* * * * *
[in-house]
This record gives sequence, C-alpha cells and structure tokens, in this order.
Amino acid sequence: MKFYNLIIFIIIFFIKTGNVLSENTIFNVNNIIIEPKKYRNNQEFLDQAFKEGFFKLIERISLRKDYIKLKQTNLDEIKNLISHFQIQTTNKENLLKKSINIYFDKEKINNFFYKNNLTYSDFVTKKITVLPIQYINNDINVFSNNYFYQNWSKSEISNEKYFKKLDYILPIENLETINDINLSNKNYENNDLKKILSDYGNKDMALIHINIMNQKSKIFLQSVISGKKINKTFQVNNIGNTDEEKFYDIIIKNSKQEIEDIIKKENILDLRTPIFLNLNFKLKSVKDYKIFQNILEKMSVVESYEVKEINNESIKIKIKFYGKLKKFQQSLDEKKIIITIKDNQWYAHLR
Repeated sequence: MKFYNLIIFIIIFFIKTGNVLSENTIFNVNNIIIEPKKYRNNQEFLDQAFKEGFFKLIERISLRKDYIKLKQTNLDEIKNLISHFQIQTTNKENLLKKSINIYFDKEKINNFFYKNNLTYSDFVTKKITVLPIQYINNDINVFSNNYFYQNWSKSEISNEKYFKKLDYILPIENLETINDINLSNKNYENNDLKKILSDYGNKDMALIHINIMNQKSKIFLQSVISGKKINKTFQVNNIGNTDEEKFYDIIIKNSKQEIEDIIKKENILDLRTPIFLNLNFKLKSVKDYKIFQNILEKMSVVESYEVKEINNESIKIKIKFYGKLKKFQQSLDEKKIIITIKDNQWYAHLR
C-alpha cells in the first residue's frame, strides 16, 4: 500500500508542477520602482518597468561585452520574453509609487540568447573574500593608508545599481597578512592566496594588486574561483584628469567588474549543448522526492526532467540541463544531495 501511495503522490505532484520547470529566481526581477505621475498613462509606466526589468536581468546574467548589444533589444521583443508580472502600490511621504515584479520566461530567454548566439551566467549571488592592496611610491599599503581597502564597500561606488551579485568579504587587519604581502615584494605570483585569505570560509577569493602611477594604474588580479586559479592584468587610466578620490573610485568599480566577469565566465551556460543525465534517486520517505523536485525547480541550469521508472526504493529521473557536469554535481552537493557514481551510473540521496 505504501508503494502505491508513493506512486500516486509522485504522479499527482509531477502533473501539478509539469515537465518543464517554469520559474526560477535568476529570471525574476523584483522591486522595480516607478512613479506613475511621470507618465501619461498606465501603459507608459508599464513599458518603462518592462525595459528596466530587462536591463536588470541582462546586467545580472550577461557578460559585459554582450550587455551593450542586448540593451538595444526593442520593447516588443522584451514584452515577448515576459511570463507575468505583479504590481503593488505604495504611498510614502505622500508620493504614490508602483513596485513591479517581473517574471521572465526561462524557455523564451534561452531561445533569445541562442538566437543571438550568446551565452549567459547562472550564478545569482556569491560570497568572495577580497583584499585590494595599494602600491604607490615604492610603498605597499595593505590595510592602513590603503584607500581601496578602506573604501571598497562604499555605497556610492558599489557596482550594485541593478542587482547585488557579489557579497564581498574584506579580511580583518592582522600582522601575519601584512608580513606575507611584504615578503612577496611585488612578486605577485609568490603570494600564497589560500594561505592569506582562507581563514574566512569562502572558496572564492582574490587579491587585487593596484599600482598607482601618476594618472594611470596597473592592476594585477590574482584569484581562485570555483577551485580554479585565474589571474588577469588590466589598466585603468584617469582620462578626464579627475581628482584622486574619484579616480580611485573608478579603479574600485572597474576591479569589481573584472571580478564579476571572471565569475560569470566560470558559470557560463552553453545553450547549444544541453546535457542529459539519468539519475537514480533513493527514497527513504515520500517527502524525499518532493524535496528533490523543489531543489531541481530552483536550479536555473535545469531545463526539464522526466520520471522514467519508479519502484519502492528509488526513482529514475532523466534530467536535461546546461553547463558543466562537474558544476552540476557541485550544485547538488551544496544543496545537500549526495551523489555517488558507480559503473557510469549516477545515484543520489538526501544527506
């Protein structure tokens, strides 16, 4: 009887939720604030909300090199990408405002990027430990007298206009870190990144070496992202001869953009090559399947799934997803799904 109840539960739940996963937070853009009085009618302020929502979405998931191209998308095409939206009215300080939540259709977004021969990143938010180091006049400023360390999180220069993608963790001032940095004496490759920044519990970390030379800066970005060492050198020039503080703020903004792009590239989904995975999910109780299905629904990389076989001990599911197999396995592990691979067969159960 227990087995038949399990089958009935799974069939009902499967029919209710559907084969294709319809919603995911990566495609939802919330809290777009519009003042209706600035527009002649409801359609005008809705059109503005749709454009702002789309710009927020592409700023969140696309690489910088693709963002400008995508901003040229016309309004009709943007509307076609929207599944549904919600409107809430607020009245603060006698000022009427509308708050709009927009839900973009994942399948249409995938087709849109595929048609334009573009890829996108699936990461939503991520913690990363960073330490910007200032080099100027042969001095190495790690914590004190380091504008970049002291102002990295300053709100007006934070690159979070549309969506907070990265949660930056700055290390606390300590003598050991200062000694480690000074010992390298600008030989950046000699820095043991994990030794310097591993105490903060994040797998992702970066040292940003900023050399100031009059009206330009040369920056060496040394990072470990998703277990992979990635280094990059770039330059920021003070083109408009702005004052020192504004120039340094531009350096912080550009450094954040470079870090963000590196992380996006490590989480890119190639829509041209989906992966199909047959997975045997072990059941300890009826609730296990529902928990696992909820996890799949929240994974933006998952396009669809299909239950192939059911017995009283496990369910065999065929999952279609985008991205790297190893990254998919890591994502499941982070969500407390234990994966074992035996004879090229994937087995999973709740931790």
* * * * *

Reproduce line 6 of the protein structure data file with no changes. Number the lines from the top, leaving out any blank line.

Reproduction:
């Protein structure tokens, strides 16, 4: 009887939720604030909300090199990408405002990027430990007298206009870190990144070496992202001869953009090559399947799934997803799904 109840539960739940996963937070853009009085009618302020929502979405998931191209998308095409939206009215300080939540259709977004021969990143938010180091006049400023360390999180220069993608963790001032940095004496490759920044519990970390030379800066970005060492050198020039503080703020903004792009590239989904995975999910109780299905629904990389076989001990599911197999396995592990691979067969159960 227990087995038949399990089958009935799974069939009902499967029919209710559907084969294709319809919603995911990566495609939802919330809290777009519009003042209706600035527009002649409801359609005008809705059109503005749709454009702002789309710009927020592409700023969140696309690489910088693709963002400008995508901003040229016309309004009709943007509307076609929207599944549904919600409107809430607020009245603060006698000022009427509308708050709009927009839900973009994942399948249409995938087709849109595929048609334009573009890829996108699936990461939503991520913690990363960073330490910007200032080099100027042969001095190495790690914590004190380091504008970049002291102002990295300053709100007006934070690159979070549309969506907070990265949660930056700055290390606390300590003598050991200062000694480690000074010992390298600008030989950046000699820095043991994990030794310097591993105490903060994040797998992702970066040292940003900023050399100031009059009206330009040369920056060496040394990072470990998703277990992979990635280094990059770039330059920021003070083109408009702005004052020192504004120039340094531009350096912080550009450094954040470079870090963000590196992380996006490590989480890119190639829509041209989906992966199909047959997975045997072990059941300890009826609730296990529902928990696992909820996890799949929240994974933006998952396009669809299909239950192939059911017995009283496990369910065999065929999952279609985008991205790297190893990254998919890591994502499941982070969500407390234990994966074992035996004879090229994937087995999973709740931790």